We file out of the mess. I am taken upstairs. Put the bag down. A rail thin Belgian lays it out. Chin over the bar. Give maximal effort. Do not pull a muscle. Good enough to stay another day. Fill this out. Answer the questions; you have 12 minutes. Why the Legion? Make three reasons.
They give me a ridiculous name. A name which implies a white leisure suit, white leather penny loafers, black bolo tie and a gold chain. Did I mention the handlebar mustache? Thank the Lord I already have the $500 Panama straw Fedora to match. The Polish Caporal-Chef was really pleased with himself.
Wait. Wait some more. You are responsible. Take them to Foyer. We play cards. We argue whether we are going to watch nature shows or murder mysteries in a 160 year old powder magazine. We watch the aftermath of the worst terrorist attack on French soil since 1994.
You figure out how to do Horizontal Pull Ups using the creaking wooden bar. You lock your feet under the radiator for abdomineaux. The Brazilians take the lead in Circuit Training. Impromptu capoeira classes are available free of charge.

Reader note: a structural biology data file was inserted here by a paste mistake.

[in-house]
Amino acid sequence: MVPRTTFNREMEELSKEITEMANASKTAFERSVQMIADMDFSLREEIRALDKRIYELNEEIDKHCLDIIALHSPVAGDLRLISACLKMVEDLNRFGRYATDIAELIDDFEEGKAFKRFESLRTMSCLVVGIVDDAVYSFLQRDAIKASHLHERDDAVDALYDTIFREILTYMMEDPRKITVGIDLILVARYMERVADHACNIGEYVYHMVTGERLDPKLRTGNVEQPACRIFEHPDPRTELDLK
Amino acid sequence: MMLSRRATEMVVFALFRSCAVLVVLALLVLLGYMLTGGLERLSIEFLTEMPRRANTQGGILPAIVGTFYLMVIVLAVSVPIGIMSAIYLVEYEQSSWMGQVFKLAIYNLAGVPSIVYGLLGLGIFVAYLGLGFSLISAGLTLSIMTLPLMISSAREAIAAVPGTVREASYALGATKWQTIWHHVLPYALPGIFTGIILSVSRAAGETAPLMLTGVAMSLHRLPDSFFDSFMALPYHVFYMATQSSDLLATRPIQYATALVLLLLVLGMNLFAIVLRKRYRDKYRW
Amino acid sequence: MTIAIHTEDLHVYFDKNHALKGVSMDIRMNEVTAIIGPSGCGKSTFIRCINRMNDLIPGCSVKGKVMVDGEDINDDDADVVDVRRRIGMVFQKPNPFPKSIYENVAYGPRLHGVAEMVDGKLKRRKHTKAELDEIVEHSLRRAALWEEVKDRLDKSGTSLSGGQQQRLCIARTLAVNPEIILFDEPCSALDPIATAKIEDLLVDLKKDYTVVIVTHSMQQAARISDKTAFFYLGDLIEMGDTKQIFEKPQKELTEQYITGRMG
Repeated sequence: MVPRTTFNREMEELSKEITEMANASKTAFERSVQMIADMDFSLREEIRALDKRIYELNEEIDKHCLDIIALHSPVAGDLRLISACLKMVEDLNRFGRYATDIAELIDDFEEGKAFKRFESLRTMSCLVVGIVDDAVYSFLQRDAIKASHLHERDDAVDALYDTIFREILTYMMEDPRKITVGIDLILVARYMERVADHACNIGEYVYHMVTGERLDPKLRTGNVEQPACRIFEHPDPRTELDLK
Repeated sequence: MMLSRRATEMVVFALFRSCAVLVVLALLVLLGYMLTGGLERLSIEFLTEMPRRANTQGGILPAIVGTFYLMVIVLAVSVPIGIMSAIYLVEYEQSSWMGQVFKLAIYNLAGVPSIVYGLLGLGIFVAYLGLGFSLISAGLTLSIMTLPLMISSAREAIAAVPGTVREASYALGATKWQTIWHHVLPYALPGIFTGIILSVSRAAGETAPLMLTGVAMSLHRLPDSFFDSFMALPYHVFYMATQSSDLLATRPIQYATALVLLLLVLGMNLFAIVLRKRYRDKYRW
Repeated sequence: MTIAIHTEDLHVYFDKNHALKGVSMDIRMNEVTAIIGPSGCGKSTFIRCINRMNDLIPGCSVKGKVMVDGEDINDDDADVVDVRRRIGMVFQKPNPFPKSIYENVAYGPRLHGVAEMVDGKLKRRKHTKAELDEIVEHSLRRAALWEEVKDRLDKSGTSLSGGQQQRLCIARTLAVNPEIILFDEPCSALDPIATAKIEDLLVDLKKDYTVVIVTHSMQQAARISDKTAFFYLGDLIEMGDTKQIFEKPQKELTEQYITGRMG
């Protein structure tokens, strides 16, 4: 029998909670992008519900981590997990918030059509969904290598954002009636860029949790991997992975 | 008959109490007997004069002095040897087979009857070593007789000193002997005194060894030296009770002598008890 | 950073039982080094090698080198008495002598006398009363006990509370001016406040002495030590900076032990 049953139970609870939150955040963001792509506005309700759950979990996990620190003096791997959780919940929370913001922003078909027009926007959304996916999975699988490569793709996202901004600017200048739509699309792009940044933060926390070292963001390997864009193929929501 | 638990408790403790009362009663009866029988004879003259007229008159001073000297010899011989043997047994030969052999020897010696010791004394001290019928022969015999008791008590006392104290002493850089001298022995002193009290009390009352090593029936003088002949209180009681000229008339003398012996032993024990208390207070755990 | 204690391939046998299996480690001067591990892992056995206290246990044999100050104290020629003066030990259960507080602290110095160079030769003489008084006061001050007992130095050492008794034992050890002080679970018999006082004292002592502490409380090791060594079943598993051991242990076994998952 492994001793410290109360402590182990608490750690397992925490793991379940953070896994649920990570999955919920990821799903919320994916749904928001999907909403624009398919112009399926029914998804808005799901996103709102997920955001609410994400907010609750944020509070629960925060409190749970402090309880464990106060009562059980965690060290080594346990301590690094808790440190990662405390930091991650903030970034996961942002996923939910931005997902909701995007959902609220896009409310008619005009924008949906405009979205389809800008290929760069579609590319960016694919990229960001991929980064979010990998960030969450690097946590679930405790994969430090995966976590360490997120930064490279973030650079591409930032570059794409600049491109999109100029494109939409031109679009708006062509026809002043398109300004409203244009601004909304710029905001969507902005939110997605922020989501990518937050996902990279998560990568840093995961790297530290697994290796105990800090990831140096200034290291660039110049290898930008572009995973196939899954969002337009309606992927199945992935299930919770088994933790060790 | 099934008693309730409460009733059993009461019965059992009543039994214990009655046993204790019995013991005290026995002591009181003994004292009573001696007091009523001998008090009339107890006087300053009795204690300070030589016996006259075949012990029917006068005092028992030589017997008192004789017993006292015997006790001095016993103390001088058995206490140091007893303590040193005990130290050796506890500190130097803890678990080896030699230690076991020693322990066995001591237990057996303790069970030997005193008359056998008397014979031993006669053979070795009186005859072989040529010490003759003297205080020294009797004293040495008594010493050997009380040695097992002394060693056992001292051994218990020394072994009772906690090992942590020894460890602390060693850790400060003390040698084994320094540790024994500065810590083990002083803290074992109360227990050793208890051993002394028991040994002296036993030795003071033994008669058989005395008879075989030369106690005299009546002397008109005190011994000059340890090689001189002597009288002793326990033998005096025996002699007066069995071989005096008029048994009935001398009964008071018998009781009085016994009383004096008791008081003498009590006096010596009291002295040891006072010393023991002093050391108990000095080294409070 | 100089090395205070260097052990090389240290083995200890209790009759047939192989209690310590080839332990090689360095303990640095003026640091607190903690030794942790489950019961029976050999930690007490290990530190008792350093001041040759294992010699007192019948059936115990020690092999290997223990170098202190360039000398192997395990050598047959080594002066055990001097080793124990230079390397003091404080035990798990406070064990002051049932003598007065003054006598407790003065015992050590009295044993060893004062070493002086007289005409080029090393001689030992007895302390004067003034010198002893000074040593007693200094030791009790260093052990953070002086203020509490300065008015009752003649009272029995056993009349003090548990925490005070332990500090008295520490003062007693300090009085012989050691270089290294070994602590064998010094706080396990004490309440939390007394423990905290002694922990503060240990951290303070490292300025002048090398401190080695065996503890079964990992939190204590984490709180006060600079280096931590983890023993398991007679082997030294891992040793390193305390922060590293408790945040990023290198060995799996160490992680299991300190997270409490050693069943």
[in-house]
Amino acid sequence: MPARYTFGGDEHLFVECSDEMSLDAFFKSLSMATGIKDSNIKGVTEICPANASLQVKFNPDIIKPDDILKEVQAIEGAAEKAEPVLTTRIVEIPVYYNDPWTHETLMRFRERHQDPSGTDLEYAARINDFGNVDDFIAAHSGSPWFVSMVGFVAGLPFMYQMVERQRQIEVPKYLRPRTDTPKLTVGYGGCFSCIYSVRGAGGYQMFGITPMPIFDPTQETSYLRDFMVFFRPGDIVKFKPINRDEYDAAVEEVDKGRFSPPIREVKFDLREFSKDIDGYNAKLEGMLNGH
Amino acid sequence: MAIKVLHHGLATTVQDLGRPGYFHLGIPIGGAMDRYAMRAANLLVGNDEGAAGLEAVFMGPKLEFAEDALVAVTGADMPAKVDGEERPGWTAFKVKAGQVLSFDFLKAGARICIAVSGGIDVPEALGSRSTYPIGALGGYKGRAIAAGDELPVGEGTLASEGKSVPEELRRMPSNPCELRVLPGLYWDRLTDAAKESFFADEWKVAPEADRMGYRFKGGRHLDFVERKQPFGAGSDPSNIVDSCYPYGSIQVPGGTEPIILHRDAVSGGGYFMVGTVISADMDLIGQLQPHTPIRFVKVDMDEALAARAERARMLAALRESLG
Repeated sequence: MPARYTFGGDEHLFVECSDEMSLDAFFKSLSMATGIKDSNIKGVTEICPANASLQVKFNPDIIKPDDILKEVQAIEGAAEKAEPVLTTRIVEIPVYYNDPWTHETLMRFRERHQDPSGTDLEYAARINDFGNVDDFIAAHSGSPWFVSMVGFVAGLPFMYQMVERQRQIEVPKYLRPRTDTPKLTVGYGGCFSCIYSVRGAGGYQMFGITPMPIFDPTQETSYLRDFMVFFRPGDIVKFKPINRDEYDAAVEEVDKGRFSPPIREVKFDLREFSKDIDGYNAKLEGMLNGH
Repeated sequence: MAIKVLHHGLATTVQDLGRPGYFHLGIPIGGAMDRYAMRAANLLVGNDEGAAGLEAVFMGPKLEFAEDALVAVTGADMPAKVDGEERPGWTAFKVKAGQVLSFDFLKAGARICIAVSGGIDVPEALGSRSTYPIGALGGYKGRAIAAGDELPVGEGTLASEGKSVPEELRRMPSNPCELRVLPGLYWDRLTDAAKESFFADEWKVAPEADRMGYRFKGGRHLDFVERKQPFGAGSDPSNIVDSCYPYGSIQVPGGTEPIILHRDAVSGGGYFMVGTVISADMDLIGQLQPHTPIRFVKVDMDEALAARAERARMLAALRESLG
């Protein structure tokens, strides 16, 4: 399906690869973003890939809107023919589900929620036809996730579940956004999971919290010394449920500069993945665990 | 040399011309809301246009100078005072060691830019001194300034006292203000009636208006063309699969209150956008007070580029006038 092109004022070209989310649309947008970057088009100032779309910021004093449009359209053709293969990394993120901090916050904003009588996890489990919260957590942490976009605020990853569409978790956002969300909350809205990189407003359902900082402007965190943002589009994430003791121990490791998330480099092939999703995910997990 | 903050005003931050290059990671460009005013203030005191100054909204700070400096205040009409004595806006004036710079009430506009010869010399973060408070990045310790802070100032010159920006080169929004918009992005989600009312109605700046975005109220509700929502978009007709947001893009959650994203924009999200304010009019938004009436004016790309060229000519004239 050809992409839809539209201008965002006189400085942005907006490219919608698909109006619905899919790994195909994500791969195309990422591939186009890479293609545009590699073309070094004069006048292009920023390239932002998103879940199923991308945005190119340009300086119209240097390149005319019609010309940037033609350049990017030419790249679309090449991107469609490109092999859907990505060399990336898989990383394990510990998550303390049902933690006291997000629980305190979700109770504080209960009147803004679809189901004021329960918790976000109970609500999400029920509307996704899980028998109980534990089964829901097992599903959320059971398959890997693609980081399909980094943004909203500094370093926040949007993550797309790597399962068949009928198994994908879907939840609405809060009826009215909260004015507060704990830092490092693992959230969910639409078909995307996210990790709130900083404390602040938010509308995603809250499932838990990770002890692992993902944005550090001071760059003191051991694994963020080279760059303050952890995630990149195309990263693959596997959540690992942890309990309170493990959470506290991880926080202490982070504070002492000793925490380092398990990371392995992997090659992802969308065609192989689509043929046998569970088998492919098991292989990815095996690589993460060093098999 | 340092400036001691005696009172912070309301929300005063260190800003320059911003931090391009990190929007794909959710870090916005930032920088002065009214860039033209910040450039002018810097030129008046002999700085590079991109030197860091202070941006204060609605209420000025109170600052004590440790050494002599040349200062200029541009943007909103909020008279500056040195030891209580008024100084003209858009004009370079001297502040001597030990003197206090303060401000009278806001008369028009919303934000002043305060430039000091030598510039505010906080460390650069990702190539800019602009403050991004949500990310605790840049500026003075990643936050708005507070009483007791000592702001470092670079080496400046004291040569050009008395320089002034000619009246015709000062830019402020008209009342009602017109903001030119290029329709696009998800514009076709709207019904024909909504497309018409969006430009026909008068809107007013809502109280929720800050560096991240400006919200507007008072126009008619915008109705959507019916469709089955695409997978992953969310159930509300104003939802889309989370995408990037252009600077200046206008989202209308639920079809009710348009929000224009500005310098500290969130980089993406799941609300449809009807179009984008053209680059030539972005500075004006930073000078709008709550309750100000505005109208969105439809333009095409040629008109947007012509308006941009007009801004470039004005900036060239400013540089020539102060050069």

The tests are what they are. Presente, mon General! I get a hernia check from a French General. That is one to tell the grandkids. Do you drink? Yes, sir. How much? Two to three drinks, sir. A day? A month, sir. There is an uncomfortable silence. Then, he and the junior Officer intern look at each other and die laughing. Something to the effect of “you don’t drink.” The Polish kid gets sent home: Cutter.
Every other night it starts up. Two men on the bar. Sept. Seven or you may go home. The American kid next to me knocks out five. He has been withdrawn for the last three days. The slap he earned earlier in the week broke his heart. I tried to cheer him up. He just lays in the corner. He gets an On the Spot Correction for sleeping on the pool table the day prior. He is asked a simple question. He quits the next morning.
A few days later you haul down some agility cones and a speaker. Course. Beep. Run. Beep. Run. I do alright. I beat the 22 year old Slovakian. Not that he did not try. Most of the others fade off shortly after me. Tractions. This was varied. The 20 year old former Taiwanese Conscript knocks out 2. I do 9. The baby faced Nepalese kid rejected by the Gurkhas does 25. I later teach him to say his name in English: Big Dick Freedom Fighter.
The Brazilian Caporal-Chef tries to give each of us an out. This is not easy. I understand. It is a long time. I am committed. You go to Aubagne. The next morning we get our petit déjeuner early. We file out to the bus. Brazil is there to give us a sincere and hardy hand shake. Bonne chance. When we get dropped off at Gare de Lyon the permissionaires stare at us. They are having their moment of nostalgia, humor or both.